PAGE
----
Not Even Tom Cruise Can Save The Mummy From Terrible Writing

Written by Tommy Tracy

Sigh. I had hope. Unlike most people I legitimately had hope. I know, I know that sounds crazy. But if you think about it, the Universal Monsters era was the very first cinematic universe in film over eight years ago with the release of The Wolfman with Benicio del Toro, and the critically panned, but financially successful Dracula Untold.

However, The Mummy from the 1930’s is one of my favorite monster movies and there is a lot of fun to be had with the Brendan Fraser films. So, when I hear of another film based around this character, starring one of my favorite actors in Tom Cruise, I was in. 110 minutes later, I was out. So, let’s just get this over with, shall we?

We follow Nick (Cruise), a clear rip off of Indiana Jones/Nathan Drake from Uncharted. Along with his annoying friend, Chris (Jake Johnson), the two discover an ancient crypt in Iraq, holding our titular mummy named Princess Ahmanet (Sofia Boutella). You see, Ahmanet was the sole heir to rule Egypt but grew jealous as she lost her riches to her newborn little brother. After killing everyone, she makes a deal with Set, the God of Death, to rule the world together. Her plot foiled, Ahmanet is mummified and taken to a prison far away.

When the treasure hunters find the tomb, along with an archeologist named Jenny (Annabelle Wallis). Ahmanet’s corpse awakens, sends plagues upon our heroes, and is hellbent on finding an ancient dagger buried in England which can bring Set to the real world. Attempting to stop her are our heroes, as well as Russell Crowe’s Dr. Henry Jekyll. Yes, he’s that Jekyll. Sigh.

If this sounds like a lot of exposition, it is. Audiences understand that exposition is needed to fully understand a story but when it is hitting them over the head like a mallet, it starts to get tiresome. Instead of giving an audience the credit to figure things out for themselves, the screenwriters and director, famous mouth-breather Alex Kurtzman, decide to spell everything out for us, while also failing to build up a future universe. Just five years ago, Kurtzman failed spectacularly at this exact thing with Amazing Spider-Man 2. Just make a damn movie, sprinkle in some universe building but DO NOT hamper a film with B.S. that can be put into an after credits scene or, and here’s a novel concept, another film.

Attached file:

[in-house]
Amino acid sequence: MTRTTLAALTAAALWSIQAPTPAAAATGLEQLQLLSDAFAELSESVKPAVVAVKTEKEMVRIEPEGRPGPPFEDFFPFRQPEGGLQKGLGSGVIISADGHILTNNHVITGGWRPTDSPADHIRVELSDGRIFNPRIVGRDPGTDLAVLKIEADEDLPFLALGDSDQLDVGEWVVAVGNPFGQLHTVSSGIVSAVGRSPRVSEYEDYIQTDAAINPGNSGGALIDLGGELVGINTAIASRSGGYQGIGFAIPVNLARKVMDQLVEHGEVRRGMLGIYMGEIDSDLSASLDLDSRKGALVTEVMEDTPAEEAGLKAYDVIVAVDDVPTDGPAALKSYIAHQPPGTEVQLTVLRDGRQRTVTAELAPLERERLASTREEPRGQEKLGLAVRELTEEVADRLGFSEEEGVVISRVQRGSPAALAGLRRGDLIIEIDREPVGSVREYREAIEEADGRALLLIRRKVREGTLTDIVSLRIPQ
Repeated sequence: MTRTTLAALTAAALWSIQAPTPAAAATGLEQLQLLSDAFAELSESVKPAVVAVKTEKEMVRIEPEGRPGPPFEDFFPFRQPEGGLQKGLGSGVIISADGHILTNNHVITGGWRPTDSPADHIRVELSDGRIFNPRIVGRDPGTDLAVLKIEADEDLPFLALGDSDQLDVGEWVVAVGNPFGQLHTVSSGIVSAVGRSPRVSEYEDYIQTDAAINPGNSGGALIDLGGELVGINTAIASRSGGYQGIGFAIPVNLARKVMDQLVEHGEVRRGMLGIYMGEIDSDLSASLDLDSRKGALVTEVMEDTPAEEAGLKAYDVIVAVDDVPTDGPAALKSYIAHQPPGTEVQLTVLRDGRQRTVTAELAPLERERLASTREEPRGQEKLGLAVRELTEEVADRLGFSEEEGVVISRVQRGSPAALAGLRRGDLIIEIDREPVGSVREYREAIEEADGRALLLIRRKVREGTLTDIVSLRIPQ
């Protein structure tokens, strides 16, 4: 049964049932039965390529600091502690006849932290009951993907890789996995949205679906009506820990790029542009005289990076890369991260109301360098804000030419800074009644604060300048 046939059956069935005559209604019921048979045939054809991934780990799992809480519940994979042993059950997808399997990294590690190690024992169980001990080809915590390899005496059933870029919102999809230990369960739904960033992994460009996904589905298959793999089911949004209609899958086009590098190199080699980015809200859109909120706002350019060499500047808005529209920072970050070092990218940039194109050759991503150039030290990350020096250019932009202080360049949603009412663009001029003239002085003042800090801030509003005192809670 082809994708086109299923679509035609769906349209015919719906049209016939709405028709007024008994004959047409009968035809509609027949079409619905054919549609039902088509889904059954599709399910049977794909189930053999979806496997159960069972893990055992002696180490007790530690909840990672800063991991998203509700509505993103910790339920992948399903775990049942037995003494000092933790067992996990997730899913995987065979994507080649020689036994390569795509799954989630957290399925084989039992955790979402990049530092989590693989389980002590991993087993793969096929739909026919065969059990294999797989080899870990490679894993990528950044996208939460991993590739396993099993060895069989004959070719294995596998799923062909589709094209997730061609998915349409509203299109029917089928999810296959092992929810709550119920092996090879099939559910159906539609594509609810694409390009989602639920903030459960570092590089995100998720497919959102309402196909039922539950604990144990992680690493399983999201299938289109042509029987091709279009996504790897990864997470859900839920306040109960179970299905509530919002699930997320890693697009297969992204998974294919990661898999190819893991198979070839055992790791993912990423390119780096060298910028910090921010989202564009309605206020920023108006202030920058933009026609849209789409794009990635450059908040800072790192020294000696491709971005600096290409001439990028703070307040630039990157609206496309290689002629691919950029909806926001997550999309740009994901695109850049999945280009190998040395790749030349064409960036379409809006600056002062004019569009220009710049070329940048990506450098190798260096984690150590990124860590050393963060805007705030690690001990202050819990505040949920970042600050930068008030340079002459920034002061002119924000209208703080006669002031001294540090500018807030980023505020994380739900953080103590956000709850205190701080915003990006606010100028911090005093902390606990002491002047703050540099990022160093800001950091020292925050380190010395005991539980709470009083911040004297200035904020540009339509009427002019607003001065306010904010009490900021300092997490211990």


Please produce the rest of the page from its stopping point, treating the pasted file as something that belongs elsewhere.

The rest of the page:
I’ll give credit where credit is due; Tom Cruise is awesome in this role. He plays, well, kind of a dick. He’s the Nathan Drake I want to eventually see on screen — using his wit, charm and military training to survive everything he can. Cruise commits, playing smarmy but also dangerous; you believe this man can survive anything. Crowe also fully commits to the role of Jekyll, playing a brilliant scientist with a dark secret. Not to spoil anything, but there is a fun little fight scene between Cruise and Crowe that was the best part about this film.

A little Easter egg from the 1999 film also makes a cameo and it was fun to see. Sofia Boutella does her absolute best to make this mummy scary but unfortunately, the writing lets her down. She’s dangerous but not as scary as she should be. Wallis’ Jenny is completely pointless. How, a week after Wonder Woman, do we get a female star so devoid of any redeeming qualities? She constantly needs to be saved and has nothing to offer. Finally, the less I say about Jake Johnson, the better. This role was unnecessary.

While sitting in the theater, I was still enjoying myself, despite the many faults of the film had. It was setting nicely into “So Bad It’s Good” territory. Then, the ending happened. It made little to no sense and it took away the whole point of a “THE MUMMY” character! It’s heavy handed, tries too hard to be romantic and sets up…I don’t even know what the hell it sets up! I hate to give spoilers but is the mummy dead? Is the mummy a good guy? And what the hell are they going to do with this whole Dark Universe thing? Are these monsters going to be heroes and team up to take out a bigger evil? Is this just going to be The Monster Squad? And why are they hiring actors in their ’50s to play roles that will probably take them on into their ’60s? Confused? So am I!

The Mummy sucks, plain and simple. I was so disappointed because, as I said, I really did think this would be, well not good but maybe decent. Somehow, and I don’t know how, Marvel is the only one able to expertly and coherently succeed at making a shared universe (though DC has its high spots too). The ONLY thing saving this film is Cruise, who gets way too much hate. Crowe is also fine and the action set pieces are fun. The first 50 minutes can be considered campy good-bad movie quality. But everything else, the plot, the universe building, most of the acting and the lack of frickin’ horror in a frickin’ MUMMY MOVIE is unforgiveable.

I guess my Final Grade is a 2/10, which may be quite generous. Sigh.